Putnam's Ant: On the reduction of meaning and intentionality

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Pinni B building lecture hall 3111, address: Kanslerinrinne 1


Research seminar of philosophy

Tim Crane (Central European University): Putnam's Ant: On the reduction of meaning and intentionality

In chapter one of his book Reason, Truth and History, Hilary Putnam argued that the only alternative to treating reference and intentionality as causal relations is to hold a 'magical' theory of reference (where this is supposed to be a bad thing). He argues this by employing a famous thought experiment about an ant accidentally making a pattern in the sand which looks like a picture of Winston Churchill.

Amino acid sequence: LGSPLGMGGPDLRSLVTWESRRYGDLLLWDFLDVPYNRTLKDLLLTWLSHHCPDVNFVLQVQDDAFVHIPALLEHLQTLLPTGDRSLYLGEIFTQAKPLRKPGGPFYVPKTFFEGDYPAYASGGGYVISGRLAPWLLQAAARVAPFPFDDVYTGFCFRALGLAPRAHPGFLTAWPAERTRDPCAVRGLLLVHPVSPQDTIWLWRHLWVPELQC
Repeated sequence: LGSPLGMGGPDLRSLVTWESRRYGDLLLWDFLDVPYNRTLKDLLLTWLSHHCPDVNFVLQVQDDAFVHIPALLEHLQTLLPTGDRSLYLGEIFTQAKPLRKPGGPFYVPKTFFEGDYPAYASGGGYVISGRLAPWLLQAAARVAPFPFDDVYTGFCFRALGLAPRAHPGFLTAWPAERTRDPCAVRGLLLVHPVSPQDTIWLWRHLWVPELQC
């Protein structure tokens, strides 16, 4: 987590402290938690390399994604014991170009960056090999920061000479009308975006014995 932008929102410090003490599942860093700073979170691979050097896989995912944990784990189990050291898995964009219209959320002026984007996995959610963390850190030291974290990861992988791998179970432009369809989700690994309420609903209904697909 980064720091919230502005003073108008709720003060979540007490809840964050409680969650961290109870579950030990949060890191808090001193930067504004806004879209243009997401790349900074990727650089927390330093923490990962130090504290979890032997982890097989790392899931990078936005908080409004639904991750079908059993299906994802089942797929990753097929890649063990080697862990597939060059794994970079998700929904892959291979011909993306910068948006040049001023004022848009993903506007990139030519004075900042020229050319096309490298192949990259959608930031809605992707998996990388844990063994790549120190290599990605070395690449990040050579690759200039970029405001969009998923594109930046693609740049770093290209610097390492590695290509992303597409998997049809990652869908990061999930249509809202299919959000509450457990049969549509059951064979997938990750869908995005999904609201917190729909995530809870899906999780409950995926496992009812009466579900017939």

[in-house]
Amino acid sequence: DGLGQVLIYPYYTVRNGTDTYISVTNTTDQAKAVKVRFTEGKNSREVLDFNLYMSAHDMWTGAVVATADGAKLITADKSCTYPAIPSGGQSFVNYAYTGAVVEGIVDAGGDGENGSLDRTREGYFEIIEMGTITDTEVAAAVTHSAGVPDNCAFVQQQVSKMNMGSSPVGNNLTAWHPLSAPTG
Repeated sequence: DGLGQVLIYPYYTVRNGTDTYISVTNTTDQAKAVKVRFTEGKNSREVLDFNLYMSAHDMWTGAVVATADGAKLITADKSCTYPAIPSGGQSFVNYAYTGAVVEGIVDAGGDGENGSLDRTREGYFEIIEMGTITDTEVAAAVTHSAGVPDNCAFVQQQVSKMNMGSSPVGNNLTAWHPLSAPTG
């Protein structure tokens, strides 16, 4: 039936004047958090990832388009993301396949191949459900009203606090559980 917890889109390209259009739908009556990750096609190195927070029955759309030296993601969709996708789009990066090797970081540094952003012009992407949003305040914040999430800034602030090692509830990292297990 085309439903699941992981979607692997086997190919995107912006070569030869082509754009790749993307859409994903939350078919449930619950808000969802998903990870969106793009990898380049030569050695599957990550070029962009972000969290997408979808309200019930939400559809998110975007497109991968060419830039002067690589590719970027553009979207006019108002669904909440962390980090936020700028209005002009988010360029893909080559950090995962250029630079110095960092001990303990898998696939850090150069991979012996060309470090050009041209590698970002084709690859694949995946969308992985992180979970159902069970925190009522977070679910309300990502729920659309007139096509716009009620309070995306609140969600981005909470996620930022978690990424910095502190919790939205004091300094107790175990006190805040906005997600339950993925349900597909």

Putnam argues that nothing intrinsic to this pattern makes it a picture, and nor do any of its relational properties (e.g. resemblance to Churchill). He then claims that "what goes for physical pictures also goes for mental images, and for mental representations in general" - we need to appeal to causal relations in order to explain reference or intentionality; anything else is an appeal to 'magic'. In this talk I examine and criticise Putnam's argument.

Additional information

Jani Hakkarainen, 040 190 4125